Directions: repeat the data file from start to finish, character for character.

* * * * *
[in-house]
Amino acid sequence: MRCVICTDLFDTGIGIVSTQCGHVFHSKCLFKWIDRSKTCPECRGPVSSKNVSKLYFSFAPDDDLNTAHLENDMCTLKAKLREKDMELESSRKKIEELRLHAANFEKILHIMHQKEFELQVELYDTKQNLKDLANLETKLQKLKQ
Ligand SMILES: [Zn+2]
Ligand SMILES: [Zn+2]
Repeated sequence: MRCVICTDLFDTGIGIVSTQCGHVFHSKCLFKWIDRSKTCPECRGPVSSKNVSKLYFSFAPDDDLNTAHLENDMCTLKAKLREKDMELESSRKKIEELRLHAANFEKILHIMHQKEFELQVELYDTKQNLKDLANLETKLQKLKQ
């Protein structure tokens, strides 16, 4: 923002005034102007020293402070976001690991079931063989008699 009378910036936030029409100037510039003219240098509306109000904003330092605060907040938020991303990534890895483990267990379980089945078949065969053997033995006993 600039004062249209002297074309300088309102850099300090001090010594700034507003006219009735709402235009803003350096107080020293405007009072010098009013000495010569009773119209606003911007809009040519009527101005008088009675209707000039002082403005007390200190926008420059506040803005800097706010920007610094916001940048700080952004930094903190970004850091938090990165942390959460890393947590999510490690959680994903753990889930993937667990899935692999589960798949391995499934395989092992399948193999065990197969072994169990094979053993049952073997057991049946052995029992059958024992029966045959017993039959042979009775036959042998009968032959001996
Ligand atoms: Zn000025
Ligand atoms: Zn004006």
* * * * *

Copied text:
[in-house]
Amino acid sequence: MRCVICTDLFDTGIGIVSTQCGHVFHSKCLFKWIDRSKTCPECRGPVSSKNVSKLYFSFAPDDDLNTAHLENDMCTLKAKLREKDMELESSRKKIEELRLHAANFEKILHIMHQKEFELQVELYDTKQNLKDLANLETKLQKLKQ
Ligand SMILES: [Zn+2]
Ligand SMILES: [Zn+2]
Repeated sequence: MRCVICTDLFDTGIGIVSTQCGHVFHSKCLFKWIDRSKTCPECRGPVSSKNVSKLYFSFAPDDDLNTAHLENDMCTLKAKLREKDMELESSRKKIEELRLHAANFEKILHIMHQKEFELQVELYDTKQNLKDLANLETKLQKLKQ
């Protein structure tokens, strides 16, 4: 923002005034102007020293402070976001690991079931063989008699 009378910036936030029409100037510039003219240098509306109000904003330092605060907040938020991303990534890895483990267990379980089945078949065969053997033995006993 600039004062249209002297074309300088309102850099300090001090010594700034507003006219009735709402235009803003350096107080020293405007009072010098009013000495010569009773119209606003911007809009040519009527101005008088009675209707000039002082403005007390200190926008420059506040803005800097706010920007610094916001940048700080952004930094903190970004850091938090990165942390959460890393947590999510490690959680994903753990889930993937667990899935692999589960798949391995499934395989092992399948193999065990197969072994169990094979053993049952073997057991049946052995029992059958024992029966045959017993039959042979009775036959042998009968032959001996
Ligand atoms: Zn000025
Ligand atoms: Zn004006």